British Prime Minister Boris Johnson will face parliamentary inquiry into Partygate


Boris Johnson will face a parliamentary inquiry after MPs voted in the House of Commons on Thursday for an inquiry into whether the UK Prime Minister breached coronavirus restrictions by attending unlawful gatherings, the scandal called partygate. While Johnson was miles away in India on a two-day bilateral visit, MPs shouted yes to Parliament’s Privileges Committee to investigate whether the British Prime Minister knowingly misled Parliament In error.

The vote, tabled by the opposition Labor Party, passed without a formal vote being necessary as the Conservative Party benches were thinly present after the ruling party dropped a planned amendment to delay the motion. Under parliamentary rules, UK government ministers must resign for knowingly misleading MPs and correct the record as soon as possible if they inadvertently tell parliament something wrong. Speaking in Ahmedabad, Johnson said “if the opposition wants to focus on that and talk about it a lot more, that’s fine”, but he “wanted to focus on what matters for the future of the country”, including strengthening trade relations with India.

Defending Johnson in the Commons during the debate, UK Cabinet Office minister Michael Ellis said the UK PM had not misled the Commons but had commented on the party’s revelations “in good faith”. . He added that the Prime Minister “has always been clear that he is happy to face any inquiries Parliament deems appropriate”.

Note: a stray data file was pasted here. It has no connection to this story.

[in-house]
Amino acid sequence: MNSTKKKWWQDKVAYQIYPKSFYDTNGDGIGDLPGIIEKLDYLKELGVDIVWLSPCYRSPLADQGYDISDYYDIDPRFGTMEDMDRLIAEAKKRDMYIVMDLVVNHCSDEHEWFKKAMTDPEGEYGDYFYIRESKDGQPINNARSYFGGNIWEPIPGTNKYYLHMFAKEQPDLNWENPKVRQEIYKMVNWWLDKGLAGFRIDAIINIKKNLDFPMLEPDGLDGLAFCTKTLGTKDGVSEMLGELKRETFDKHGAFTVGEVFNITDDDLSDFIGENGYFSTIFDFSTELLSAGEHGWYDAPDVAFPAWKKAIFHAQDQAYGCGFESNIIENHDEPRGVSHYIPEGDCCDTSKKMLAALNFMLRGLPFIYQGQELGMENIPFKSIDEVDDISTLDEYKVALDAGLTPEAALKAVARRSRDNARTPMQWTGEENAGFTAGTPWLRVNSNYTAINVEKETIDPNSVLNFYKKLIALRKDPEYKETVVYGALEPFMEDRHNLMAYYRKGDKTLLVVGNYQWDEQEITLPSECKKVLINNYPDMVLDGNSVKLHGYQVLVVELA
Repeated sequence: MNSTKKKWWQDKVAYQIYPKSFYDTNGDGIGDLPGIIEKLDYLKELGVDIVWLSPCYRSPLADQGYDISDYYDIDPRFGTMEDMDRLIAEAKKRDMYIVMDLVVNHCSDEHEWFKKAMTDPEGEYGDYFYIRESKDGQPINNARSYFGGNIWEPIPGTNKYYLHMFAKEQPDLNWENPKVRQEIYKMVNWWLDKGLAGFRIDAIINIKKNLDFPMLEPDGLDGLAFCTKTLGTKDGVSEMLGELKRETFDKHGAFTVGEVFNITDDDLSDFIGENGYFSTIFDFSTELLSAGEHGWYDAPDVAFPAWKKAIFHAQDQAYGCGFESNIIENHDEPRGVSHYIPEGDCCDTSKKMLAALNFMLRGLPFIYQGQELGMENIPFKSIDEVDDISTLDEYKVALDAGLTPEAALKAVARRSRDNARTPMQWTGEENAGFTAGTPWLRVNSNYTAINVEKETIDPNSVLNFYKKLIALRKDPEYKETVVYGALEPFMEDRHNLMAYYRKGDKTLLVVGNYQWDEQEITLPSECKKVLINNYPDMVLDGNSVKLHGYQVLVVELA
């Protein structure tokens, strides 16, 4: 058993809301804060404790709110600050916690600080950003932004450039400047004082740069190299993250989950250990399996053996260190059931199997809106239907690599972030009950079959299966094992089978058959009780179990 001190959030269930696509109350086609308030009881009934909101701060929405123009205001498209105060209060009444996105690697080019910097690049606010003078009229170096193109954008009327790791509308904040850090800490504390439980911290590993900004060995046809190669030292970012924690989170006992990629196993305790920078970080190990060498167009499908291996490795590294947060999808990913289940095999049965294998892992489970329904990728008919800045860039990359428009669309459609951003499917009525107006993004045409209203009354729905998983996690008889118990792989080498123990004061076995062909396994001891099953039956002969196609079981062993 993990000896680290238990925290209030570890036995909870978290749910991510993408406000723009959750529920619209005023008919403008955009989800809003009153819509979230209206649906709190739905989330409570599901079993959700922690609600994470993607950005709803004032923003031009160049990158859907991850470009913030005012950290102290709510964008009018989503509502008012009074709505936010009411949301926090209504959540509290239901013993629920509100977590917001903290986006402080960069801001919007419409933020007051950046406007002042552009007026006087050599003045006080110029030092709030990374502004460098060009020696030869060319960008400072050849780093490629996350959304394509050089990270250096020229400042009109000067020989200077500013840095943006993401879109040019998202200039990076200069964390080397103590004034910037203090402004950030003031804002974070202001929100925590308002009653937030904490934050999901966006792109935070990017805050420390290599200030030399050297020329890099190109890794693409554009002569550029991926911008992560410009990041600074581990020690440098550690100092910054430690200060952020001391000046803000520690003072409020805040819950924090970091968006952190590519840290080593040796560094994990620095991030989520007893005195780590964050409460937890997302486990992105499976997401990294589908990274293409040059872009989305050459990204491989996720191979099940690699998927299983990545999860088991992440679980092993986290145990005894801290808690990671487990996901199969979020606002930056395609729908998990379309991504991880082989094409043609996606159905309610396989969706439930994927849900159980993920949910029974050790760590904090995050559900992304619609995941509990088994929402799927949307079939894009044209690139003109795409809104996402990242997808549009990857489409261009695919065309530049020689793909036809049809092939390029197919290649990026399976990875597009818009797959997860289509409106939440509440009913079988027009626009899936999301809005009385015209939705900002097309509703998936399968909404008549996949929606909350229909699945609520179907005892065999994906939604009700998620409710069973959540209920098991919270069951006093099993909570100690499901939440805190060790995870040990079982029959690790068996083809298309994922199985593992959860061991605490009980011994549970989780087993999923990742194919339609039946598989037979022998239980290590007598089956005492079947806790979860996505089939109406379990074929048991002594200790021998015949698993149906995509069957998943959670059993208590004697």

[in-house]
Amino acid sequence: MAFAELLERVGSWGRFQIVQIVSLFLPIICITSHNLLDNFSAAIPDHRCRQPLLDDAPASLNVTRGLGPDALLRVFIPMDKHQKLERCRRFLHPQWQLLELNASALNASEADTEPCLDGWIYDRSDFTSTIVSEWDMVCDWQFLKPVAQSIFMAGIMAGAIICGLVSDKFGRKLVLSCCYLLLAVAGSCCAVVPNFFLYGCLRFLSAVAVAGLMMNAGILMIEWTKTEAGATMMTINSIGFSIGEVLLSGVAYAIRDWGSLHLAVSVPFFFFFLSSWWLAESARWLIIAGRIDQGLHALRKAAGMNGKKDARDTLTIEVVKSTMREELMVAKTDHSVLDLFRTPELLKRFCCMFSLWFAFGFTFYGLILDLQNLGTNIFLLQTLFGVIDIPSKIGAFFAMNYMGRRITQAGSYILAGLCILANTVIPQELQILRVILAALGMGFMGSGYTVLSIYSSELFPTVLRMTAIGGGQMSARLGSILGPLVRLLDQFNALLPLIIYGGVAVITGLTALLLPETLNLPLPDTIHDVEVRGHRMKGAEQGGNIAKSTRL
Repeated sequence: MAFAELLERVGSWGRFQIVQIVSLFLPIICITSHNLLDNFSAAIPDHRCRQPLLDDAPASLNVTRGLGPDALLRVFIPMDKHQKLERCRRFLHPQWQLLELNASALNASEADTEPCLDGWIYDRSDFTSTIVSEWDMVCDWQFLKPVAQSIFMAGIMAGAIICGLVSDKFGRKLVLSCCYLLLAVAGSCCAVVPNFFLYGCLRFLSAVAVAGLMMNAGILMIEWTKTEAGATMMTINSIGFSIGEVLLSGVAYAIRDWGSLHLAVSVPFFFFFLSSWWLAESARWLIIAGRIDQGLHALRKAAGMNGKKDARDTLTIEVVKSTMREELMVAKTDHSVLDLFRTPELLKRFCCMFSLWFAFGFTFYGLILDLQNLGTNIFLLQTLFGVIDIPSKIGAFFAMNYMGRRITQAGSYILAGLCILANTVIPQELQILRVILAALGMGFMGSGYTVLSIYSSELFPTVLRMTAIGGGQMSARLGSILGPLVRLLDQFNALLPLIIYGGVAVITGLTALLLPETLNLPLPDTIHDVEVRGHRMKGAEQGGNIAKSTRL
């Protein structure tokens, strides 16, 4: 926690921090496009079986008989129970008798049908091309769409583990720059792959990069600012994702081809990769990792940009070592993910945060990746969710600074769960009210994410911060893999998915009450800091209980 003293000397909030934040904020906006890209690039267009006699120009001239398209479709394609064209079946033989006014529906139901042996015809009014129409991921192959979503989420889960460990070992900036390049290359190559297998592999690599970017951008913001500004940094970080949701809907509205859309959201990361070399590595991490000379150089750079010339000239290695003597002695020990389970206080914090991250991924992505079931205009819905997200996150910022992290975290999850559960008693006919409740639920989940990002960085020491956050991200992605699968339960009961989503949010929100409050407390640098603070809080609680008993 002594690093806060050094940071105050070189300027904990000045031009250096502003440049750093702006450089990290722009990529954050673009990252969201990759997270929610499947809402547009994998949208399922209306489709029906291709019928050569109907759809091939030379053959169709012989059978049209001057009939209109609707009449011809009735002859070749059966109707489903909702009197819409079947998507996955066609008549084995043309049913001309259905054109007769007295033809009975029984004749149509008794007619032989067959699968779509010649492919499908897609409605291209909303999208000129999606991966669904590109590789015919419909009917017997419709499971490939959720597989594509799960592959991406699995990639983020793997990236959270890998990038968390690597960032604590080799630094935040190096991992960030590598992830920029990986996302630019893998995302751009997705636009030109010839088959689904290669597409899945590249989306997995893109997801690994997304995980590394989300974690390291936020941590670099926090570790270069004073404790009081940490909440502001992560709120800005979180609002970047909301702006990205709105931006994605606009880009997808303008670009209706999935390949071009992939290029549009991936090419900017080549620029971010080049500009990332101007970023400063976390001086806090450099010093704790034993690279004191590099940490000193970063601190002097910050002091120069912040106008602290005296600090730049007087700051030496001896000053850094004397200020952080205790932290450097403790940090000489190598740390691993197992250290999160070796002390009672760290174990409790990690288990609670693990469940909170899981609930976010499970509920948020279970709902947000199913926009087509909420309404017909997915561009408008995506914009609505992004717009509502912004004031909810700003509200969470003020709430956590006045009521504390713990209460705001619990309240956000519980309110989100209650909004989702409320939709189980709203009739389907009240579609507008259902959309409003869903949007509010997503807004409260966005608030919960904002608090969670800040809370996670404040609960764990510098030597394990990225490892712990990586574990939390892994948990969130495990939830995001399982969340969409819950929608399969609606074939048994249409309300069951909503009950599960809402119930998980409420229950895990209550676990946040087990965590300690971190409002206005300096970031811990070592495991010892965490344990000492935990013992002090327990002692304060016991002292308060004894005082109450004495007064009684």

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“He responded to the event for which he received a notice of fixed penalty,” Ellis said. The fixed fine notice refers to a fine, estimated at £50, which was imposed on Johnson by Scotland Yard last week after he was found guilty of breaking lockdown rules on his birthday in June 2020.

His wife Carrie Johnson, who brought a cake into the Downing Street Cabinet Room that day, and UK Chancellor Rishi Sunak who said he was there for a meeting were also fined by police metropolitan. All three immediately paid their fines and apologized following the formal notices. Labor leader Keir Starmer accused Tory MPs of failing to uphold the values ​​of ‘honesty and integrity’ and said ‘Britain deserves better’ than Johnson.

Deputy Labor leader Angela Rayner reiterated her party’s call for the Prime Minister’s resignation, telling MPs ‘the Prime Minister is driving the Conservative Party down the drain’. Urging MPs to support an investigation, Liberal Democrat leader Sir Ed Davey said: ‘The public will not tolerate another Tory story that drags our democracy through the mud just to protect one of its own. Scottish National Party (SNP) leader Ian Blackford said Johnson “lied to avoid getting caught, and once he got caught he lied again”.

After more than five hours of debate, MPs were asked if they supported opening an inquiry into Johnson and as no one opposed the proposal, the motion passed without a formal vote. The clash stemmed from Johnson’s initial statement to the Commons which insisted COVID lockdown rules had been followed at No 10 Downing Street following early partygate allegations. His Conservative Party colleagues supported him, with only a few voicing their criticisms within the Conservative Party.

As a result, a parliamentary vote on the issue was expected to be in Johnson’s favor but marks a further breach in his leadership ahead of local council and mayoral elections scheduled for May 5.

(Edited by : Anand Singha)


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